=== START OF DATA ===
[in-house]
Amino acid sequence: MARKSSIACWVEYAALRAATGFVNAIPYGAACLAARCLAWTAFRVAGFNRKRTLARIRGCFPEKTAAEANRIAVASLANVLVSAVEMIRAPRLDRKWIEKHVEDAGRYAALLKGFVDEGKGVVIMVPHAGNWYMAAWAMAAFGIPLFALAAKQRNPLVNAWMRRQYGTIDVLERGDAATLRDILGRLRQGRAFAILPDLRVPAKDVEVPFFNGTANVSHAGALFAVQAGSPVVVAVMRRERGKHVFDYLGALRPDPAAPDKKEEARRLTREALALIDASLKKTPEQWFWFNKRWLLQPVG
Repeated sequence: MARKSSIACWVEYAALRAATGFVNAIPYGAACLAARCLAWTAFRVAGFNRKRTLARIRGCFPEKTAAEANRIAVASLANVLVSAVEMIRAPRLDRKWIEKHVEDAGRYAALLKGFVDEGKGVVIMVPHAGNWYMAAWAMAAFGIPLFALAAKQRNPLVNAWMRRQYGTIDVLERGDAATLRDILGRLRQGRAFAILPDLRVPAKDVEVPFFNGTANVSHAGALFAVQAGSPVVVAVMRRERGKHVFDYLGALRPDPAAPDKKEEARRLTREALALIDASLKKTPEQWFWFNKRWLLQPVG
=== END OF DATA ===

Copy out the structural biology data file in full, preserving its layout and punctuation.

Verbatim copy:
[in-house]
Amino acid sequence: MARKSSIACWVEYAALRAATGFVNAIPYGAACLAARCLAWTAFRVAGFNRKRTLARIRGCFPEKTAAEANRIAVASLANVLVSAVEMIRAPRLDRKWIEKHVEDAGRYAALLKGFVDEGKGVVIMVPHAGNWYMAAWAMAAFGIPLFALAAKQRNPLVNAWMRRQYGTIDVLERGDAATLRDILGRLRQGRAFAILPDLRVPAKDVEVPFFNGTANVSHAGALFAVQAGSPVVVAVMRRERGKHVFDYLGALRPDPAAPDKKEEARRLTREALALIDASLKKTPEQWFWFNKRWLLQPVG
Repeated sequence: MARKSSIACWVEYAALRAATGFVNAIPYGAACLAARCLAWTAFRVAGFNRKRTLARIRGCFPEKTAAEANRIAVASLANVLVSAVEMIRAPRLDRKWIEKHVEDAGRYAALLKGFVDEGKGVVIMVPHAGNWYMAAWAMAAFGIPLFALAAKQRNPLVNAWMRRQYGTIDVLERGDAATLRDILGRLRQGRAFAILPDLRVPAKDVEVPFFNGTANVSHAGALFAVQAGSPVVVAVMRRERGKHVFDYLGALRPDPAAPDKKEEARRLTREALALIDASLKKTPEQWFWFNKRWLLQPVG